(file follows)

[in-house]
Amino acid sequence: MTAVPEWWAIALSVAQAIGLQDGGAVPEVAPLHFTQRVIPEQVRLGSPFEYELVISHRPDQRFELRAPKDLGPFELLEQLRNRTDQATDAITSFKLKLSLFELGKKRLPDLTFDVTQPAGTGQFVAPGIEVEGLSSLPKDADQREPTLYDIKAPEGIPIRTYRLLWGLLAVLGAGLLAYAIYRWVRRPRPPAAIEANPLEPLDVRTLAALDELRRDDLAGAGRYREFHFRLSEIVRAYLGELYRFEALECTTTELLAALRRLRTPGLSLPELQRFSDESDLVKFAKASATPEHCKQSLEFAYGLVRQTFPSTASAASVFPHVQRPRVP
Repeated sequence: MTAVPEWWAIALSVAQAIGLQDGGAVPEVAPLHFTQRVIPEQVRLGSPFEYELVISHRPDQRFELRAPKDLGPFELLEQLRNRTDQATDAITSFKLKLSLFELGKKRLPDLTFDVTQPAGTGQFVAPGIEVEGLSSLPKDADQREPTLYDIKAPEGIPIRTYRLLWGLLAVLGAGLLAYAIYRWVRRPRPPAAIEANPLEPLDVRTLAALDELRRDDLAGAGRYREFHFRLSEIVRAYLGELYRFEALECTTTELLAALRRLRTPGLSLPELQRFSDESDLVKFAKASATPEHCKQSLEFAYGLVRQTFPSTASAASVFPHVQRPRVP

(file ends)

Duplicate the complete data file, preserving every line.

[in-house]
Amino acid sequence: MTAVPEWWAIALSVAQAIGLQDGGAVPEVAPLHFTQRVIPEQVRLGSPFEYELVISHRPDQRFELRAPKDLGPFELLEQLRNRTDQATDAITSFKLKLSLFELGKKRLPDLTFDVTQPAGTGQFVAPGIEVEGLSSLPKDADQREPTLYDIKAPEGIPIRTYRLLWGLLAVLGAGLLAYAIYRWVRRPRPPAAIEANPLEPLDVRTLAALDELRRDDLAGAGRYREFHFRLSEIVRAYLGELYRFEALECTTTELLAALRRLRTPGLSLPELQRFSDESDLVKFAKASATPEHCKQSLEFAYGLVRQTFPSTASAASVFPHVQRPRVP
Repeated sequence: MTAVPEWWAIALSVAQAIGLQDGGAVPEVAPLHFTQRVIPEQVRLGSPFEYELVISHRPDQRFELRAPKDLGPFELLEQLRNRTDQATDAITSFKLKLSLFELGKKRLPDLTFDVTQPAGTGQFVAPGIEVEGLSSLPKDADQREPTLYDIKAPEGIPIRTYRLLWGLLAVLGAGLLAYAIYRWVRRPRPPAAIEANPLEPLDVRTLAALDELRRDDLAGAGRYREFHFRLSEIVRAYLGELYRFEALECTTTELLAALRRLRTPGLSLPELQRFSDESDLVKFAKASATPEHCKQSLEFAYGLVRQTFPSTASAASVFPHVQRPRVP